Air Leak in GC/MS located at the transfer line, unsure how to proceed

The system we are using is a 6890N GC coupled with a 5975C MSD.  After a recent power outage we pumped the system down and discovered a major air leak with Nitrogen being roughly 50% of ion 69 and Oxygen being 13% after waiting 24 hours from the pump down.  We scanned from 0-100 with the manual tune and used a flow of Argon gas to test for air leak locations, and found that the usual locations were not showing a leak.  We tested: GC/MS interface nut, Vent valve area, MS side plate, foreline pump and hoses, as well as the GC injector and nuts on the GC portion of the system.  The only location where we saw Argon in the scan was where a white cord is connected to the MS transfer line (I've attached a picture).  No other location around the transfer line or anywhere else in the system is showing a leak.  This is a new one for me and I'm unsure what the repair is.  Any help would be appreciated.

Sean Halloran

UC Riverside

  Manual Tune Scan 0-50Location of Air Leak

  • I wouldn't call an abundance of half of ion 69 a massive leak. The white cord is connections for the transfer line heater and sensor. The tranfer line is connected behind that covering with 3 screws holding it against an o-ring. I have never heard of that spot leaking just out of nowhere.  I'll wait for expert Paul to chime in.

  • Hi Sean...I think I've touched that particular instrument a long time ago.   Gary - 50% 28 and 13% 32 after 24 hours is quite a big leak, maybe not massive but certainly needs fixing.

    If the system worked fine before it was cooled off for a power fail and didn't after it was heated up, the usual suspect is the transferline nut/ferrule in the GC oven.  The nut is brass and the part it screws onto is stainless steel.  When the oven temperature is much different than the transferline temperature, there is differential expansion of those dissimilar metals.  When cooling it off for a power fail, the nut in the oven cools off first and then the transferline cools and somewhere in there the ferrule cools.  All of those parts contract at different rates, too.  If you just pump it down and heat it up the seal is just different. It may or may not leak.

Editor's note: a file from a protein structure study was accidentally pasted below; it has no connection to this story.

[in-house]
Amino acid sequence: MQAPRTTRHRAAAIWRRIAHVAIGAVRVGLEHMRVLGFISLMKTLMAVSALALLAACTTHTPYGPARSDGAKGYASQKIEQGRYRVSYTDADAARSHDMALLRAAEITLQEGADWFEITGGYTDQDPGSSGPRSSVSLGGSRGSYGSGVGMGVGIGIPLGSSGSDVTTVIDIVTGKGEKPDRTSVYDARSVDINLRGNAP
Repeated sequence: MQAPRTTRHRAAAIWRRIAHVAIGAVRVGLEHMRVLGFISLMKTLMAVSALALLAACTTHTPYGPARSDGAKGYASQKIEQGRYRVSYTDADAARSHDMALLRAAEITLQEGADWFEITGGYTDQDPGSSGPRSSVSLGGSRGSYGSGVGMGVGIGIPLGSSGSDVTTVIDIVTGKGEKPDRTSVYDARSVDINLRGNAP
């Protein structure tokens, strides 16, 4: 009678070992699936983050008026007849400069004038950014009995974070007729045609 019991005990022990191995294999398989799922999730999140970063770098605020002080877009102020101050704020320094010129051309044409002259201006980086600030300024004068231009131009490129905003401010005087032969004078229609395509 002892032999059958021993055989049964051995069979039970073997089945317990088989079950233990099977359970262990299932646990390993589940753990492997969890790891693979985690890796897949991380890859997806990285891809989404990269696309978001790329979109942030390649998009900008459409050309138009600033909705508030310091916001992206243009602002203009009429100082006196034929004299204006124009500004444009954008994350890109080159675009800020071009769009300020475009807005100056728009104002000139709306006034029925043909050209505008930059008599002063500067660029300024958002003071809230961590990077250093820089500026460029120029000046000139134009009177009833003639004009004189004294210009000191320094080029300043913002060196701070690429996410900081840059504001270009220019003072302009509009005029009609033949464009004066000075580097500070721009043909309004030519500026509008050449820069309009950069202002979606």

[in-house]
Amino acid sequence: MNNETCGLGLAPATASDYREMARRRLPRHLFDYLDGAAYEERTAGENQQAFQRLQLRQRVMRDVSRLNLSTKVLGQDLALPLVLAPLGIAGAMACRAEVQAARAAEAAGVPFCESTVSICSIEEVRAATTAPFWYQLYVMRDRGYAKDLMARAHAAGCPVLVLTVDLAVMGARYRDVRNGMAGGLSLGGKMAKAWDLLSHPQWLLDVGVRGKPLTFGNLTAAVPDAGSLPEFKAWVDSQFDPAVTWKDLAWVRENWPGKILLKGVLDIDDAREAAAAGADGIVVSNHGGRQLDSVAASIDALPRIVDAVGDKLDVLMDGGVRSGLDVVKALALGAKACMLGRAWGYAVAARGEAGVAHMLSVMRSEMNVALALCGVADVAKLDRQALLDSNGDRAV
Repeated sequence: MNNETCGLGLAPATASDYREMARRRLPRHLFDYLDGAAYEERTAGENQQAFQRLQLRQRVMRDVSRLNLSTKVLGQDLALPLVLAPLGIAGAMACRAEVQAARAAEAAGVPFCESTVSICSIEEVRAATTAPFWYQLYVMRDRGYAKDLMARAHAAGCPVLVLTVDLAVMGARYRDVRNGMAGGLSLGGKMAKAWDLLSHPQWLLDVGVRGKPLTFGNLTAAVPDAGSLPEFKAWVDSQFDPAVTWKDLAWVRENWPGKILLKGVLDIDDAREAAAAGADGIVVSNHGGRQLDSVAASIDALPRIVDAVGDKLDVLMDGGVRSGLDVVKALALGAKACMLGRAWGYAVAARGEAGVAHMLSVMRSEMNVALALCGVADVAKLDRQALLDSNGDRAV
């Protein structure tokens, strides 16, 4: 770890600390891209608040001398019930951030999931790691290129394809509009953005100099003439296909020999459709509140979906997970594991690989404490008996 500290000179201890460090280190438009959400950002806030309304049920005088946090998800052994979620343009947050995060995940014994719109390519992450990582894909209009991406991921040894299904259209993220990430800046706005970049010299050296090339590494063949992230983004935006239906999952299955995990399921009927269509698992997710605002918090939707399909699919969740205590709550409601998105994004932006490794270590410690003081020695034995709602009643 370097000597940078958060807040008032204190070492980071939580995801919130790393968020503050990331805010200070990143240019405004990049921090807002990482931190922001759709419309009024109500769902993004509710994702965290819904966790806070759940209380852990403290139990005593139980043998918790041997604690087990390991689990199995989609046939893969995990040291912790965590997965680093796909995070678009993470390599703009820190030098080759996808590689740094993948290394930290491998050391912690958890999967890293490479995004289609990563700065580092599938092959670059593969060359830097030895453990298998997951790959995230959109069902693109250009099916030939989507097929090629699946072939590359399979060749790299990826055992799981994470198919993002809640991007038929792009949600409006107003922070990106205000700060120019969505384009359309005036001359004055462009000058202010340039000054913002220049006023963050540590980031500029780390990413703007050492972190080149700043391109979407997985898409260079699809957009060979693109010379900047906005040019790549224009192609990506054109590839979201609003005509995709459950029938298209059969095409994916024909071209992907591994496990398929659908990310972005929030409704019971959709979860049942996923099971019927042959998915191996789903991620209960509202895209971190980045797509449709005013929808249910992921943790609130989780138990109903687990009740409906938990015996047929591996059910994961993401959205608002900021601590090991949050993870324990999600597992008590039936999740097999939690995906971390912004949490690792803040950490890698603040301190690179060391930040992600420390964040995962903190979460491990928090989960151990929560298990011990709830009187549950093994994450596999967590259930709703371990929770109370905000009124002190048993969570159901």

I would first try to tighten it the smallest possible amount.  Too many of those nuts are overtightened. We even have customers strip the stainless steel transferline!  The nut only needs to be tightened to about 4 inch-pounds. You're only sealing against 14.7 psi up against a very small total sealing surface.  If the leak is still present after that I would vent it and remove/reinstall the column to the proper distance with a new nut and the proper long graphite/vespel ferrule installed with the narrow end into the nut. see:    (+) Column Installation - Split/Splitless and Multimode inlets =and= SQ and TQ MS transferlines - Files - GC/MS - Agilent Community

    There is an O ring between the transferline flange and the vacuum manifold.  They never leak...until they do.  It is incredibly rare for a leak there to just start, but that instrument is pretty old. The transferline itself has full thickness brazes that are tested to 10^-8 at the factory. Those brazes don't fail unless there's an unlikely thermal runaway or the environment is so acidic that there are other problems, too. 

    Next time it's vented replace the vent valve O ring as well.  Also remove the analyzer door O ring, swab out the O ring groove with a solvent-dampened swab, wipe the O ring with a lint-free cloth, and reinstall it.  It's old, too, and should probably be replaced if it hasn't in the last couple of years.